“Provide the person who is giving the reference or letter of recommendation plenty of notice so [they have] time to work it into their schedule,” said Pat Dean, director of recruiting at factory maintenance and IT company Advanced Technology Services.

Meador also advised expressing appreciation for the person you’re asking when you request a reference.

“People love hearing nice things about themselves,” she said. “Think about why you are asking [this person] in particular to write a testimonial. Mention something that you admire and appreciate about [their] leadership style, mentoring skills or support of your career. A little flattery can go a long way when you are asking a person to take time out to help you.”

One thing you never want to do is list someone’s contact information without telling them. There are multiple problems with doing this, especially if you include it on a publicly uploaded resume. Not only are you opening that person up to unsolicited communications, but they will be blindsided when an employer calls for a reference, and will likely be unprepared to talk about you and your qualifications. It’s best to avoid that worst-case scenario by giving your reference a heads-up.

“Always ask before you provide contact information, and consider the consequences when disclosing personal emails and phone numbers,” Peppler said.

When you’re interviewing for a job, you’ve probably done extensive research on the position so you can discuss your most relevant experience and show that you’re a good fit. Your source should know what your potential job entails so they can give you the best, most helpful reference possible, Dean said.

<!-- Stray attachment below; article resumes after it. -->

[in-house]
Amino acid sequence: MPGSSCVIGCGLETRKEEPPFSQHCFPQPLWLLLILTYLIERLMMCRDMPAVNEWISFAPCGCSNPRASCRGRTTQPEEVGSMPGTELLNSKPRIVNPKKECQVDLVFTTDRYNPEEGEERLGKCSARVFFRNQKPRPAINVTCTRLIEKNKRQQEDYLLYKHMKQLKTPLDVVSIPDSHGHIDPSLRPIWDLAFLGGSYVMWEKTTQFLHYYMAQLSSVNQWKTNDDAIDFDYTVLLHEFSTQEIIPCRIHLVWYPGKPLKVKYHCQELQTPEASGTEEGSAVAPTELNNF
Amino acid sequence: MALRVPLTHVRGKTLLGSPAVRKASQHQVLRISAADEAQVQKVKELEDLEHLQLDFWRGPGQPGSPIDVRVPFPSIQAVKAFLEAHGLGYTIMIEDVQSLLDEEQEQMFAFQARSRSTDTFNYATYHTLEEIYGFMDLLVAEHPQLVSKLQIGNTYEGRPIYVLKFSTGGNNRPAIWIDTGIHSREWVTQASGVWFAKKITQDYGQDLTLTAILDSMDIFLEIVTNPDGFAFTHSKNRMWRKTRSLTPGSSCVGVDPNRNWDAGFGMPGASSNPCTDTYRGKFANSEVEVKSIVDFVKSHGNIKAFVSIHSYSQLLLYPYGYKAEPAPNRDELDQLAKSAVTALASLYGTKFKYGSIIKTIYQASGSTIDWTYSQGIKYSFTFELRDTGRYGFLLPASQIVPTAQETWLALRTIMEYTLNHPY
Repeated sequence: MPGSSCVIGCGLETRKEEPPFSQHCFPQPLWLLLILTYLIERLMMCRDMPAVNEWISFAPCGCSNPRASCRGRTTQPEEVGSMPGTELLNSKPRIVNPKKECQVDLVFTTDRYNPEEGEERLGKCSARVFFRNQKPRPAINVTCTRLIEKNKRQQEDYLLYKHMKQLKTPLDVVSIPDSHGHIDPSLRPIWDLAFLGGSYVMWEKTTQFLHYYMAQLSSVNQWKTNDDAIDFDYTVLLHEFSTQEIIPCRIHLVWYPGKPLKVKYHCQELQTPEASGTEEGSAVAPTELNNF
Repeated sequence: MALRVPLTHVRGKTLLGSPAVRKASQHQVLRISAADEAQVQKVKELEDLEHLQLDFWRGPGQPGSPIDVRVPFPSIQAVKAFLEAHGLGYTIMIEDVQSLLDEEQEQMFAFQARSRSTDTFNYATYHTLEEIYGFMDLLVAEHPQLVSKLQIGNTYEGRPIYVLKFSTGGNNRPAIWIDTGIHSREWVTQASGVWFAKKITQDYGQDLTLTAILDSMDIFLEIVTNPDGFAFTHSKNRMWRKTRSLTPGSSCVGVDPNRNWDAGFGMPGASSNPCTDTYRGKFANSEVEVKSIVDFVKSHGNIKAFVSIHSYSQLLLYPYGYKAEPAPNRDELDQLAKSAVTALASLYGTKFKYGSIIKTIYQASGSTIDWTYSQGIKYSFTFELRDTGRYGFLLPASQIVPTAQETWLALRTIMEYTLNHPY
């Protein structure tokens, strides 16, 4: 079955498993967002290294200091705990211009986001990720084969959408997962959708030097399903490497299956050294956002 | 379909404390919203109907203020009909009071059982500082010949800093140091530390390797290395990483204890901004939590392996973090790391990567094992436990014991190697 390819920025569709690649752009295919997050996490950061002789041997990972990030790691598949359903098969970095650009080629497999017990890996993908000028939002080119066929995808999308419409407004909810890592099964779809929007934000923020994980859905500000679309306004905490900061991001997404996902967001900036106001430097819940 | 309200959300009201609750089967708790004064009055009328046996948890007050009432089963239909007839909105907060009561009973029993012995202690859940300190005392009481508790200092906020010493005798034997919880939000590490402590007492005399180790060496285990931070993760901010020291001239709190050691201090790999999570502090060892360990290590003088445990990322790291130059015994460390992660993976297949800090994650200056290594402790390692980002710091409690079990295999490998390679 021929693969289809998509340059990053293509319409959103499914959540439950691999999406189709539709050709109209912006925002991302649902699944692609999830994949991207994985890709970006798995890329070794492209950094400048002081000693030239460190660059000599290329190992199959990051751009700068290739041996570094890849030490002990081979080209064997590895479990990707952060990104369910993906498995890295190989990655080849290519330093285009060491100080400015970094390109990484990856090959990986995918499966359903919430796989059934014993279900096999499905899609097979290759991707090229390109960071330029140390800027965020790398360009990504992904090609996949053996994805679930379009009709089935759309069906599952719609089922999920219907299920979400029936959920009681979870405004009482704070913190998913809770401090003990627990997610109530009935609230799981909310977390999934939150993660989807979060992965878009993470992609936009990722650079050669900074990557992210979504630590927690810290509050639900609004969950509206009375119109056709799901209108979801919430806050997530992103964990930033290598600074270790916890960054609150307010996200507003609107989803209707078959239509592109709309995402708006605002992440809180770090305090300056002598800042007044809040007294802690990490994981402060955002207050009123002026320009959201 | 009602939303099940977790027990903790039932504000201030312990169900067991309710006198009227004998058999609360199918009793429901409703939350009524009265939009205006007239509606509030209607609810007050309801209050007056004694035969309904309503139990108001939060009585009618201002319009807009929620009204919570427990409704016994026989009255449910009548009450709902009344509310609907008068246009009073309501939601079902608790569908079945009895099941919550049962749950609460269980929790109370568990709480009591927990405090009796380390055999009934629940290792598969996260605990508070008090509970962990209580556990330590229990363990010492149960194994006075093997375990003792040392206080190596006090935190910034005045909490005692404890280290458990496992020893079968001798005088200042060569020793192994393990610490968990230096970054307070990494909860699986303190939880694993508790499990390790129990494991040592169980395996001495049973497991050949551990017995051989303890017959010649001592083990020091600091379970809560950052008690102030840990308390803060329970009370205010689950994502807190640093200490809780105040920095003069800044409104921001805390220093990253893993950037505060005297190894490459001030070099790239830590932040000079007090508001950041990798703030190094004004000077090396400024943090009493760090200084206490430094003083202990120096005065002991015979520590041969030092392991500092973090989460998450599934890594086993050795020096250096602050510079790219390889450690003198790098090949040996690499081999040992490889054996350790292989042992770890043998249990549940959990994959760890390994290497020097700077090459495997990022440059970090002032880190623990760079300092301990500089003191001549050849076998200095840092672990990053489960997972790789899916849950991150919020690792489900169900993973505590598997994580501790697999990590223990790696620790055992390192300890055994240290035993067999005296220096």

Meador added that you should be specific about the particular role, skill or accomplishment you want your source to highlight.

“Include example ideal job descriptions when possible so the recommender can highlight things about you that match those types of jobs,” she said.

Additionally, it is helpful to remind recommenders about your working relationship. For example, Sen typically asks students about which strengths on their resume they’d like her to emphasize, as well as for a reminder of what they’ve accomplished while working with her.

There are a few different ways a person can give you a reference, and you’ll need to be clear about what you need so your source knows what to expect. Will the employer be calling directly? Does the company require a personal recommendation letter? Know the specifics so you know what to ask your reference.

“Be upfront and authentic about what you’re asking for,” Peppler said. “Tell your reference … what you’re looking for. If you’re just posting it on your LinkedIn or sending [it] along with several resumes, it might be a little different than if it’s for a specific job opportunity.”

Regardless of whom you ask and what type of recommendation you ask for, remember your references are doing you a favor and you should act accordingly. If they’re not comfortable providing a reference, respect that decision and move on to another source. If they agree to recommend you, formally thank them for their time and effort via email or even a card in the physical mail.

Additional reporting by Nicole Fallon. Some source interviews were conducted for a previous version of this article.